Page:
Culture of Adversarialism


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This presentation postulates that violence and conflict are no more natural to human beings and their society than compassion and cooperation, and that their apparent ‘naturalness’ is because they are part of a cultural construct that is prevalent in today’s world. It proposes that this view of humanity came to be put forward as part of the myth developed to justify the European conquest and colonization of the rest of the world. It analyzes its modern–day reproduction as a hegemonic imaginary, who stands to gain and lose from it, how it is propagated, and whether or not one could speak of a conspiracy.

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Culture of Adversarialism

  1. 1. Adversarialism as Cultural Hegemony Peter C. Newton-Evans
  2. 2. Nature or Culture? <ul><li>Is adversarialism a ‘natural culture’? </li></ul><ul><li>Instincts versus learning </li></ul><ul><li>Nature / nurture – end of the debate </li></ul><ul><li>Biology = capacity / culture = choice </li></ul><ul><li>Are all cultures agonistic? </li></ul><ul><li>Cultures of peace versus agonistic cultures </li></ul>
  3. 3. Naturalization of Culture <ul><li>Why does my culture seem natural to me? </li></ul><ul><li>A self-fulfilling prophesy </li></ul><ul><li>Is the world really the way it is? (‘ser’ versus ‘estar’) </li></ul><ul><li>Historical amnesia and boiled frogs </li></ul><ul><li>Denaturalizing our culture </li></ul><ul><li>Normal pathologies </li></ul>
  4. 4. The two Dimensions <ul><li>Psicocultural : The structure of human conscious: mental models, assumptions, theories, beliefs, values, attitudes, symbolisms, representations, world views, neurosis and psychopathologies. </li></ul><ul><li>Sociostructural : Normative practices that regulate individual behavior, institutions that structure collective life, economic, political and judicial systems, hierarchies of power and authority, production and distribution of resources, division of labor, etc. </li></ul>
  5. 5. The two Dimensions (cont.) <ul><li>They reinforce each other in a continual feedback loop </li></ul><ul><li>They constitute ‘the world’, which is a cultural construct and can change </li></ul><ul><li>They are permeable and moldable, can be changed and must be reproduced in order to survive </li></ul>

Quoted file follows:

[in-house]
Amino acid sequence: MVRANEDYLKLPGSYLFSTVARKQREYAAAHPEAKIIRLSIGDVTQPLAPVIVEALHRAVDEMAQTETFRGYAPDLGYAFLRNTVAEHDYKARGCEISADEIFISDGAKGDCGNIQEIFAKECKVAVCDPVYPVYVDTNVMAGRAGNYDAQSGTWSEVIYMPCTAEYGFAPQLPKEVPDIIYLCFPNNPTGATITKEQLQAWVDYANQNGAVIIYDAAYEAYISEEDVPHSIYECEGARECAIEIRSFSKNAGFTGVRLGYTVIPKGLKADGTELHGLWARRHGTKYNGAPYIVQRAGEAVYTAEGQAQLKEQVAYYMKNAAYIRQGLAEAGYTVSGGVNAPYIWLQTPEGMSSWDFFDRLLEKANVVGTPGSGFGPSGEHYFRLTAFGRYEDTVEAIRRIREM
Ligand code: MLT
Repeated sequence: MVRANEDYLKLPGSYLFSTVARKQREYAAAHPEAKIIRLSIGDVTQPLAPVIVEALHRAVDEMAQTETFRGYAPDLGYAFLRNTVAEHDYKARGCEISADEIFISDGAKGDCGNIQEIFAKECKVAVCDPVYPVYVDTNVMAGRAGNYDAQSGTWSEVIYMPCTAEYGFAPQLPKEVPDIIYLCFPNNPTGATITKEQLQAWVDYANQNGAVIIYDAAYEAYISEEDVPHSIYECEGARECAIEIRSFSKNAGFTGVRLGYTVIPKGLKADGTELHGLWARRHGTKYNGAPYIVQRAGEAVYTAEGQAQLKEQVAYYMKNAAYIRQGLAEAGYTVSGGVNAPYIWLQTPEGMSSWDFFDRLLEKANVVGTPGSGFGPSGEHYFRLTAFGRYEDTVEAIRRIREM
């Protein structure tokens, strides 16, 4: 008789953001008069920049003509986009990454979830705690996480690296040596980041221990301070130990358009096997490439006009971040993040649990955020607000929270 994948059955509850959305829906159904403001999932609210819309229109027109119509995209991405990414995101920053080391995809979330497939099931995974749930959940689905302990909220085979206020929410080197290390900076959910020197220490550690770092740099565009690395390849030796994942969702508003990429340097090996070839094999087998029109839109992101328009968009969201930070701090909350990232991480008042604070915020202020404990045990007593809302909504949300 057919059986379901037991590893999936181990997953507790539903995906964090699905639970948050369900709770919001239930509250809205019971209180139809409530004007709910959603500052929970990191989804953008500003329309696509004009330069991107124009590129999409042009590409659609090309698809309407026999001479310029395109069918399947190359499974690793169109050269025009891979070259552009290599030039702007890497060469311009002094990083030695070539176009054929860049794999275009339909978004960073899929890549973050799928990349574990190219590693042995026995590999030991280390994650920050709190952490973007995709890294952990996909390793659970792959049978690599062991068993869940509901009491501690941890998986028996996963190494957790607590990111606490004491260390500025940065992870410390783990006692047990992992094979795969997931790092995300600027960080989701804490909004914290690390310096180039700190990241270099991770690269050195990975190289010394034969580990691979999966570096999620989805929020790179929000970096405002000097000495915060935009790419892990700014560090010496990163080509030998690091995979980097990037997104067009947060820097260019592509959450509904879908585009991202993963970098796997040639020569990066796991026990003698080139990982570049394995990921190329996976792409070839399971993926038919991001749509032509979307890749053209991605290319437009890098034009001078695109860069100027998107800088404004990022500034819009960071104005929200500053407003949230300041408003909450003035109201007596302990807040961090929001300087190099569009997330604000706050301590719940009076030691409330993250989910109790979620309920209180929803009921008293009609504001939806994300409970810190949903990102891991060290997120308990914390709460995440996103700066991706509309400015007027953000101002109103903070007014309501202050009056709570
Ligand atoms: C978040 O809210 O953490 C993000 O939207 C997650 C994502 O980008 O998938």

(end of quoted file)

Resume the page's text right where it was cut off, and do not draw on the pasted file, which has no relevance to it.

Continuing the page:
6. 6. The Psycho-cultural Dimension: Topics <ul><li>Representation: giving the world meaning </li></ul><ul><li>Discourse building: constructing the world </li></ul><ul><li>A few psychocultural dynamics </li></ul><ul><li>Seedbed of the socio-structural dimension </li></ul>
  7. 7. Giving the world meaning <ul><li>A basic human need </li></ul><ul><li>‘ Representation’ assigns and conveys it </li></ul><ul><li>The representational triad: </li></ul><ul><ul><li>Referents : objects, phenomena, events, facts; </li></ul></ul><ul><ul><li>Signifiers : signs or symbols to refer to events and facts; </li></ul></ul><ul><ul><li>Meanings : interpretations and feelings relating to the former two. </li></ul></ul><ul><li>He who controls the repre-sentation of the world controls the world. </li></ul>Objeto o suceso Significado o sentimiento Signo o símbolo
  8. 8. For example… <ul><li>Referent : A man enters his neighbor’s house and takes away his radio. </li></ul><ul><li>Signifier : Culture A – ‘stealing’, Culture B – ‘borrowing’, Culture C – ‘sharing’. </li></ul><ul><li>Meaning : Culture A – conflict and resentments, Culture B – debt and reciprocity, Culture C – mutual appreciation and friendship. </li></ul><ul><li>Are these differences due to genetic diversity or to cultural diversity? </li></ul>